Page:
He’s learned those songwriting lessons from his idols, like Bobby Braddock, who he says can write a million different songs a million different ways. And from Brett and Brad Warren, who he credits with getting him his first publishing deal. “They told me when we met that if they ever had a songwriting cancellation, they’d call me. They did, and we ended up writing ‘That’s How She Goes.’ Keith Urban put it on hold, then Blake Shelton put it on hold. I always thought it was someone else’s song, but then it finally felt right for me, and I knew I needed to cut it myself.” The song makes its debut appearance on This Is the Heavy even though it was written nearly a decade ago.
The Nashville that built Tenpenny isn’t much like the one that exists today. His memories of the influential music from Lower Broadway take him back to Paradise Park Trailer Park at 4th and Broadway. A place where he and his buddies could drink $6 pitchers of Natty Light and listen to a guitar player with a Fender Forever tattoo. “It was the coolest place in the world. Rest in peace, Paradise Park,” he says of the honky-tonk that closed in 2018.
Another instrumental part of Tenpenny’s early attempts at songwriting came in college when he hit the roommate jackpot. He lived with Brad Clawson — “Happy Does,” “Up Down” — the son of prolific hitmaker Rodney Clawson. They didn’t plan to make a living in country music, but they also didn’t plan not to. “We had guitars in our room, and there was nothing else to do but just try to figure this out. We started writing country songs. It just kind of happened, because we didn’t have a plan B. We were so naïve. But we had jobs – I worked in construction and valet parking – and I learned that you never know who’s in the room. When you’re too focused on becoming an artist, you lose sight of everything that’s around you. And then you might miss the opportunities around you.”
Opportunities such as meeting a producer while he was putting insulation in a roof in Nashville. “You have to be open minded enough to take chances every time you get them,” he says. And then those seemingly random moments can lead to bigger things, like Tenpenny’s breakout hit “Drunk Me,” which has amassed more than 550 million on-demand streams. He wrote the song with Jordan Schmidt and Justin Wilson, and it became his debut single. It was released in 2018, but he remembers hearing it on the radio for the first time as if it was yesterday.
“I remember being in my truck driving around Nashville, and I heard my voice. I thought it was just my CD and that I was listening to the mix. But it sounded different,” he says. When he pushed the eject button and nothing came out, he had the quintessential epiphany: “Is this the radio? It said 103.3 Country. I couldn’t believe my song was on the radio. I started crying, I called my mom: that feeling never changes.”
He considers his new song stack more mature, with a best-of-both-worlds sound. “It goes back to my rock influences, with more expressive arrangements, but lyrically it’s about what I’ve been doing the last four years of my life,” he says. His intention was not to veer off course. “There are still songs that have the vibe of ‘Drunk Me’ and ‘Alcohol You Later.’ I’m not one to ever leave the fans behind. Because I loved when bands stuck to what made me fall in love with them. That’s important to me. I never want to venture off too far from what first got me started.”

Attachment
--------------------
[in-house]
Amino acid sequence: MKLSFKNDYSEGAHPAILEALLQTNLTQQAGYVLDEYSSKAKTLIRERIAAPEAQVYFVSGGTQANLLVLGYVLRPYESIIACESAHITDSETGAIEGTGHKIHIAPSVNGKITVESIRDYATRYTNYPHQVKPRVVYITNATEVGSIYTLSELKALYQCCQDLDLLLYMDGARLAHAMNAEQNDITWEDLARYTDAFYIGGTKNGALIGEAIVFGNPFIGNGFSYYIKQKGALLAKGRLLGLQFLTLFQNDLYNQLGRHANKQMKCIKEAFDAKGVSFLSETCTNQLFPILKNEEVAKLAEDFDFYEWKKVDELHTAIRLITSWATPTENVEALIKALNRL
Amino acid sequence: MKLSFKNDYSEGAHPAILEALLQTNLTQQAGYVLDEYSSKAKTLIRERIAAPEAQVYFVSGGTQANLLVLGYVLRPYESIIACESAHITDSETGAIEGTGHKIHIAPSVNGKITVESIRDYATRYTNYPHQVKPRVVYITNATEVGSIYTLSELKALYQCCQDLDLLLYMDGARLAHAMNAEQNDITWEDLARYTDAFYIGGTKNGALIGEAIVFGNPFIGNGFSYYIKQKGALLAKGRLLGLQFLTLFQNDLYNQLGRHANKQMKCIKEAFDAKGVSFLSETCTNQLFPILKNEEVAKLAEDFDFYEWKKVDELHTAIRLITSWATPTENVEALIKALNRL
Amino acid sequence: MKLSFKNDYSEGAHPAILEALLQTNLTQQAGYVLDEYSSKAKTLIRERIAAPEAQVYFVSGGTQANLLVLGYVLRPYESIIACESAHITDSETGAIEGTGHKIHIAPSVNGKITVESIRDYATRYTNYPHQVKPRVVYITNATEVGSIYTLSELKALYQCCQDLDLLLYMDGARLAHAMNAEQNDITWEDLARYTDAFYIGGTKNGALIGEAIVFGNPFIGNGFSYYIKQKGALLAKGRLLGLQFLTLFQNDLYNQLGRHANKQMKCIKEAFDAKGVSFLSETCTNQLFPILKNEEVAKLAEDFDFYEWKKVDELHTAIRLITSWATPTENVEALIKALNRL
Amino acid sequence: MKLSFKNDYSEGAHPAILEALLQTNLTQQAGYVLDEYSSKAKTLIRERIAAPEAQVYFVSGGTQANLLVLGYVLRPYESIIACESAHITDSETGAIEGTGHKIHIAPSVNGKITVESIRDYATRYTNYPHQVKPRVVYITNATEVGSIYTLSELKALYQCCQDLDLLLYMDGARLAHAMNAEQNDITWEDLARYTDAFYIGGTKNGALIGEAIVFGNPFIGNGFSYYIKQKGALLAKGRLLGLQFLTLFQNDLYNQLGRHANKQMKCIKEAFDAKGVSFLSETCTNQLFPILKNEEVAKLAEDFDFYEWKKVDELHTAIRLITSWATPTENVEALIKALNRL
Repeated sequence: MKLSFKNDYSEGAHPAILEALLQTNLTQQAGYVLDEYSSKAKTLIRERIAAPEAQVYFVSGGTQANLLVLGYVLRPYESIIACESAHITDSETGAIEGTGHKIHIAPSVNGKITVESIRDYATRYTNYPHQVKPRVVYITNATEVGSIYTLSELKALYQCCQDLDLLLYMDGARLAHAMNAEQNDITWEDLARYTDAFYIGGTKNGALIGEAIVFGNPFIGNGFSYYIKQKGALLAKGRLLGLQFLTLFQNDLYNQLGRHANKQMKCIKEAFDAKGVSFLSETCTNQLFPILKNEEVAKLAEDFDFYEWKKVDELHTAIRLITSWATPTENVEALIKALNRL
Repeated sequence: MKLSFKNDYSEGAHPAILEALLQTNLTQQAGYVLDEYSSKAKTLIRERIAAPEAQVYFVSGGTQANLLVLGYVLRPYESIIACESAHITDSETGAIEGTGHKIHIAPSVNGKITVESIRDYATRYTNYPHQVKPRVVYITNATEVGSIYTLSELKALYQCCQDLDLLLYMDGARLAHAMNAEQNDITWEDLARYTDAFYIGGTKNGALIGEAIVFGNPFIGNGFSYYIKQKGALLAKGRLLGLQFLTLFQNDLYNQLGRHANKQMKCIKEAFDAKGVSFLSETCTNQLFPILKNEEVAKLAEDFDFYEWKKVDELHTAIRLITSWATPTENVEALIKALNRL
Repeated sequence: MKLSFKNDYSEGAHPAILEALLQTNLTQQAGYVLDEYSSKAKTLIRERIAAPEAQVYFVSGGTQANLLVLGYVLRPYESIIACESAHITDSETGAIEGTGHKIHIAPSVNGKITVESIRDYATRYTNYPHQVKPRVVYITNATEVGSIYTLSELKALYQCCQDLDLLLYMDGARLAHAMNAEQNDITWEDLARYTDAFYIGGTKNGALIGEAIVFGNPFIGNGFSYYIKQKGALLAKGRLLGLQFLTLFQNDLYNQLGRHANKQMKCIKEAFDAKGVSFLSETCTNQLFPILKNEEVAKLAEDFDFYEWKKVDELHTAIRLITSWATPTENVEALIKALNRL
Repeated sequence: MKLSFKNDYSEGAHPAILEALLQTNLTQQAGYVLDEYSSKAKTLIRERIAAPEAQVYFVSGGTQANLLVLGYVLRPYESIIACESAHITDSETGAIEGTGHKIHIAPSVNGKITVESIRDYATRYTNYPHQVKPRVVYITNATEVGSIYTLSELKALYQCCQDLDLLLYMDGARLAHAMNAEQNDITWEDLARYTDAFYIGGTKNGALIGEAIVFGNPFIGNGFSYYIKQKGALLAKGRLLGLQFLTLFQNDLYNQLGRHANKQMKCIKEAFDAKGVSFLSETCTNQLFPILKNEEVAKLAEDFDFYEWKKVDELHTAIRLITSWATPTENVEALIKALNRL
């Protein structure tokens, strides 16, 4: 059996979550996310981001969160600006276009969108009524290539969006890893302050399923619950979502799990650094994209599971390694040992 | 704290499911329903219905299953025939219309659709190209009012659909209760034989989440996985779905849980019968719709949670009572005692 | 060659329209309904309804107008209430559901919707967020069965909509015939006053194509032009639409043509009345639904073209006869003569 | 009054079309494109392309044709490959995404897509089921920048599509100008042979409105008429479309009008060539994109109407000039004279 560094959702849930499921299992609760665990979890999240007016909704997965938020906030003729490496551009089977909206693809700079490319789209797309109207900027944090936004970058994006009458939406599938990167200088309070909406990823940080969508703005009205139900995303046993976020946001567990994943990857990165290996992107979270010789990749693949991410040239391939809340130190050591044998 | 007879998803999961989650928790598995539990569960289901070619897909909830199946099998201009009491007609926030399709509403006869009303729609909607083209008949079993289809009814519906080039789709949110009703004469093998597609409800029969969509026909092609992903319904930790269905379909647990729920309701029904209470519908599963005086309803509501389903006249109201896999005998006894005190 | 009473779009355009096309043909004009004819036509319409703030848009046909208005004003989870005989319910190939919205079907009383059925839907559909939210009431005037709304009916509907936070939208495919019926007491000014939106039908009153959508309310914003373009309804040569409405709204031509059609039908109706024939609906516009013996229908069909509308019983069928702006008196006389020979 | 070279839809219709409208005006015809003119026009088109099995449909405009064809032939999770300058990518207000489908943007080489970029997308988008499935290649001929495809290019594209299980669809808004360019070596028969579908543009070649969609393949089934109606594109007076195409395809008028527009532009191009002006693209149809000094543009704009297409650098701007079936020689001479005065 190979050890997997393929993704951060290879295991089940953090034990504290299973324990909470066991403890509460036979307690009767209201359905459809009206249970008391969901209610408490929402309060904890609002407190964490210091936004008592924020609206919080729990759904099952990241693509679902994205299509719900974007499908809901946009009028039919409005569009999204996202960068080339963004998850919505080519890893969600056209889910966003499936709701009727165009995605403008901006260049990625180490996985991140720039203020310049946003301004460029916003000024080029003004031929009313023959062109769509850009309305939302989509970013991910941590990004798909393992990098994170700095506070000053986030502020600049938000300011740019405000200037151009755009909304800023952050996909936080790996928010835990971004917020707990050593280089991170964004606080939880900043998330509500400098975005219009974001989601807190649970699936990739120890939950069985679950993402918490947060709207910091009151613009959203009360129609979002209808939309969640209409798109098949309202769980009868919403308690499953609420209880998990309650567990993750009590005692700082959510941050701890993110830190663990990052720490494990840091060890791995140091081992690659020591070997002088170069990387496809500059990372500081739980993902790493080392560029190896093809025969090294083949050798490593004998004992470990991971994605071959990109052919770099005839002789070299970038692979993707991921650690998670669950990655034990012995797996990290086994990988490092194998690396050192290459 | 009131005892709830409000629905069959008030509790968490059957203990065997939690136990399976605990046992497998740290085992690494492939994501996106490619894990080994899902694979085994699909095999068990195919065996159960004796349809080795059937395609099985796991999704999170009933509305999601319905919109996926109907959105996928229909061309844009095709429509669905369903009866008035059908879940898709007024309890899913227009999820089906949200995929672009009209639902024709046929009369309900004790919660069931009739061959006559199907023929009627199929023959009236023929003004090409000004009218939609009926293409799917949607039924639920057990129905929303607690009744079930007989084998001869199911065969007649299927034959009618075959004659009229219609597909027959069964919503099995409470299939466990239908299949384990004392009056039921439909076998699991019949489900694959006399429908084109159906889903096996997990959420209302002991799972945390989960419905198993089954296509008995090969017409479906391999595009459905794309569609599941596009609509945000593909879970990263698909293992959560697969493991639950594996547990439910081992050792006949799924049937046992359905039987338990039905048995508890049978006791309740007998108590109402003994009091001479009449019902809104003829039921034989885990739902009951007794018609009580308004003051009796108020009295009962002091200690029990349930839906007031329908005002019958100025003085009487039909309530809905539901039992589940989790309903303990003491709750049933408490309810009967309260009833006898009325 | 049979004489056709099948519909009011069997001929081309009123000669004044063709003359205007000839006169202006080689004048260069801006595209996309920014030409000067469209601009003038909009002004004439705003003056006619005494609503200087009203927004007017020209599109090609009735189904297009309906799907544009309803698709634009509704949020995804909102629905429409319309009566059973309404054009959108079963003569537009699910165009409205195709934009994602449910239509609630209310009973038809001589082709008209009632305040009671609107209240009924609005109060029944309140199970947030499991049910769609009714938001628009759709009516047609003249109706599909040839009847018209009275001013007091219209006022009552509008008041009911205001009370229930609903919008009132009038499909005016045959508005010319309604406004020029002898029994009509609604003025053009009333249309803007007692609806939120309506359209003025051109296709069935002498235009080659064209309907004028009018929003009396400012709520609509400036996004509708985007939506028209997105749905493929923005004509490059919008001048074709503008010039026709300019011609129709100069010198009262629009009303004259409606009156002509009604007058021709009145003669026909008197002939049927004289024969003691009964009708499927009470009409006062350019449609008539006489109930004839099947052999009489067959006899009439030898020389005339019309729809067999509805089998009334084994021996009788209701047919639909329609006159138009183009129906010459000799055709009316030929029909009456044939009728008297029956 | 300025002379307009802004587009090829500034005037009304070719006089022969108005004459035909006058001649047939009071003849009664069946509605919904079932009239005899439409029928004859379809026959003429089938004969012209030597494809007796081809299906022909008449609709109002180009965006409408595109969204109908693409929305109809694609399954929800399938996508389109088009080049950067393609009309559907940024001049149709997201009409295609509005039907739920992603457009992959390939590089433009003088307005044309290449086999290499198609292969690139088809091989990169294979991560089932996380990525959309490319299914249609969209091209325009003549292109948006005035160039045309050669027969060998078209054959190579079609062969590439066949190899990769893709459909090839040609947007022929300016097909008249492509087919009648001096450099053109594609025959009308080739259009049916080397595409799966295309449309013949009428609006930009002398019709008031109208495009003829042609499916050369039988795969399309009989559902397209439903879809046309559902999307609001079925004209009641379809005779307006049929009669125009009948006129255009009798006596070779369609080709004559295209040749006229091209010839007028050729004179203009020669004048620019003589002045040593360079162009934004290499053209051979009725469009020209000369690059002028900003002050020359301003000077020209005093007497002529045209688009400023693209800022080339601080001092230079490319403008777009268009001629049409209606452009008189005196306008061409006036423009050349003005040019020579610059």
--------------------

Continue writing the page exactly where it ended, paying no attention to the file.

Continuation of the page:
And its those fans that have pushed his on-demand streams to be among the best out of today’s breakout artists, with over 1.3 billion total and as many as six tracks exceeding competitive artists’ tracks thanks to his loyal fan base. At the close of 2021, Mitchell was a Top 10 artist on Spotify’s Hot Country (#7) and the #5 most-played artist on SiriusXM’s The Highway only just behind superstars like Kane Brown, Luke Combs, Thomas Rhett, and Chris Stapleton. His social following continues to grow and specifically, his TikTok following, and likes are competitive with current headlining acts.
When Tenpenny set out to make This Is the Heavy, there was no question that he’d write all the songs the way he did on his first studio album. “It’s hard for me to make someone believe a song I didn’t write. When it comes to my own record, I feel like I’m the best one to write my own story and say what I want to say.” The album’s first single “Truth About You” has already racked up 120+ million streams and landed in the Top 13 on Billboard’s Country Airplay chart. Tenpenny’s debut album and his follow-up EPs also caught the attention of expert talent spotter Luke Bryan, who invited Tenpenny to join him on his current “Raised Up Right Tour.”
Mitchell10penny.com | Facebook | Twitter | Instagram | YouTube | TikTok
Nashville’s most unpredictable hitmaker ERNEST is “The Charmer” (MusicRow), a triple threat talent and one of Music City’s on the rise artist/writers that’s changing the status quo. As a chart-topping songwriter, he fuses influences ranging from Eminem to George Jones, creating a twist-heavy verse style that’s become his signature, proving its mettle, and earning him seven #1 hits to date. The eccentric free spirit and 2022 CMA Triple Play Award winner launched his debut single to country radio “Flower Shops” feat. Morgan Wallen in January to 88 first week stations, the #1 most added single of the week. The Top 20 track continues to make waves, hitting another benchmark with RIAA platinum certification. His debut full-length album of the same name - Flower Shops (The Album) – is out now, showing off the more classically country side of his craft. Nashville’s “busiest – and most consistently successful – creative force” (Tennessean) just wrapped his first-ever sold-out headlining Sucker For Small Towns Tour, spanning college towns nationwide.
Country music just sounds better when a family sings it. That’s where it all began: mothers, fathers, grandparents, aunts, uncles, and cousins, all huddled together, picking and singing on a porch in the twilight.
That’s why when The French Family launch into the bittersweet ache of a classic or the startling tenderness of one of their self-penned original songs, the hairs on country music loving necks stand up, and we instinctively––sometimes tearfully––recognize this father, mother, and son as the real thing.
“We’ve just got to stay true to who we are and what we do,” mother Camille French says. “We’ve always done that––and we won’t change.” Camille is reflecting on a two-decade long career with her husband Stuie at the family’s new home in Nashville, oceans away from their childhood worlds where they both fell in love with country music and ultimately, mastered it.